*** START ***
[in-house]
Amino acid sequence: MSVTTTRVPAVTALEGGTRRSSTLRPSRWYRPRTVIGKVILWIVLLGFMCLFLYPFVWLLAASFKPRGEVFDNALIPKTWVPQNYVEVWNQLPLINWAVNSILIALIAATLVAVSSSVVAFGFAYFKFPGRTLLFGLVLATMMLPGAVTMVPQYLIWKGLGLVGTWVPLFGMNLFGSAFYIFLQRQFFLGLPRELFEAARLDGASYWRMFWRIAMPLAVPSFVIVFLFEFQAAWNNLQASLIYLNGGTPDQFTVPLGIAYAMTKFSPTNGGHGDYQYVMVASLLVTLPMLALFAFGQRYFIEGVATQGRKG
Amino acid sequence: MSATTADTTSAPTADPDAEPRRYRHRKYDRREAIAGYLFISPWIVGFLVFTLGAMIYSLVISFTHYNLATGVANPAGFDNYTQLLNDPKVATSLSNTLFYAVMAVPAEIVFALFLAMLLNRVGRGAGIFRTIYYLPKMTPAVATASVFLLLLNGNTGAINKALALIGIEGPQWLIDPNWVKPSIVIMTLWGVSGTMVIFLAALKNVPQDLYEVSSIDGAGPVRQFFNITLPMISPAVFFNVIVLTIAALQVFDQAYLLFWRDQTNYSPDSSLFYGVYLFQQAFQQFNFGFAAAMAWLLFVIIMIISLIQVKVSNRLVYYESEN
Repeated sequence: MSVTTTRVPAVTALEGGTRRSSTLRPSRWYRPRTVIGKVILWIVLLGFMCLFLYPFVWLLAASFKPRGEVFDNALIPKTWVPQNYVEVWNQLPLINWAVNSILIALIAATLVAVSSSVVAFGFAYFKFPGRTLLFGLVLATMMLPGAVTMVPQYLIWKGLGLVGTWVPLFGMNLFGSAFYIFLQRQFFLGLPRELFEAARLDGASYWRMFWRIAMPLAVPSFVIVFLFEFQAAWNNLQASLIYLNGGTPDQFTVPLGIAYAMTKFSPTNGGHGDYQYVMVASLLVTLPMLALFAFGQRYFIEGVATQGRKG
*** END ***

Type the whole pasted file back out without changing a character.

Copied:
[in-house]
Amino acid sequence: MSVTTTRVPAVTALEGGTRRSSTLRPSRWYRPRTVIGKVILWIVLLGFMCLFLYPFVWLLAASFKPRGEVFDNALIPKTWVPQNYVEVWNQLPLINWAVNSILIALIAATLVAVSSSVVAFGFAYFKFPGRTLLFGLVLATMMLPGAVTMVPQYLIWKGLGLVGTWVPLFGMNLFGSAFYIFLQRQFFLGLPRELFEAARLDGASYWRMFWRIAMPLAVPSFVIVFLFEFQAAWNNLQASLIYLNGGTPDQFTVPLGIAYAMTKFSPTNGGHGDYQYVMVASLLVTLPMLALFAFGQRYFIEGVATQGRKG
Amino acid sequence: MSATTADTTSAPTADPDAEPRRYRHRKYDRREAIAGYLFISPWIVGFLVFTLGAMIYSLVISFTHYNLATGVANPAGFDNYTQLLNDPKVATSLSNTLFYAVMAVPAEIVFALFLAMLLNRVGRGAGIFRTIYYLPKMTPAVATASVFLLLLNGNTGAINKALALIGIEGPQWLIDPNWVKPSIVIMTLWGVSGTMVIFLAALKNVPQDLYEVSSIDGAGPVRQFFNITLPMISPAVFFNVIVLTIAALQVFDQAYLLFWRDQTNYSPDSSLFYGVYLFQQAFQQFNFGFAAAMAWLLFVIIMIISLIQVKVSNRLVYYESEN
Repeated sequence: MSVTTTRVPAVTALEGGTRRSSTLRPSRWYRPRTVIGKVILWIVLLGFMCLFLYPFVWLLAASFKPRGEVFDNALIPKTWVPQNYVEVWNQLPLINWAVNSILIALIAATLVAVSSSVVAFGFAYFKFPGRTLLFGLVLATMMLPGAVTMVPQYLIWKGLGLVGTWVPLFGMNLFGSAFYIFLQRQFFLGLPRELFEAARLDGASYWRMFWRIAMPLAVPSFVIVFLFEFQAAWNNLQASLIYLNGGTPDQFTVPLGIAYAMTKFSPTNGGHGDYQYVMVASLLVTLPMLALFAFGQRYFIEGVATQGRKG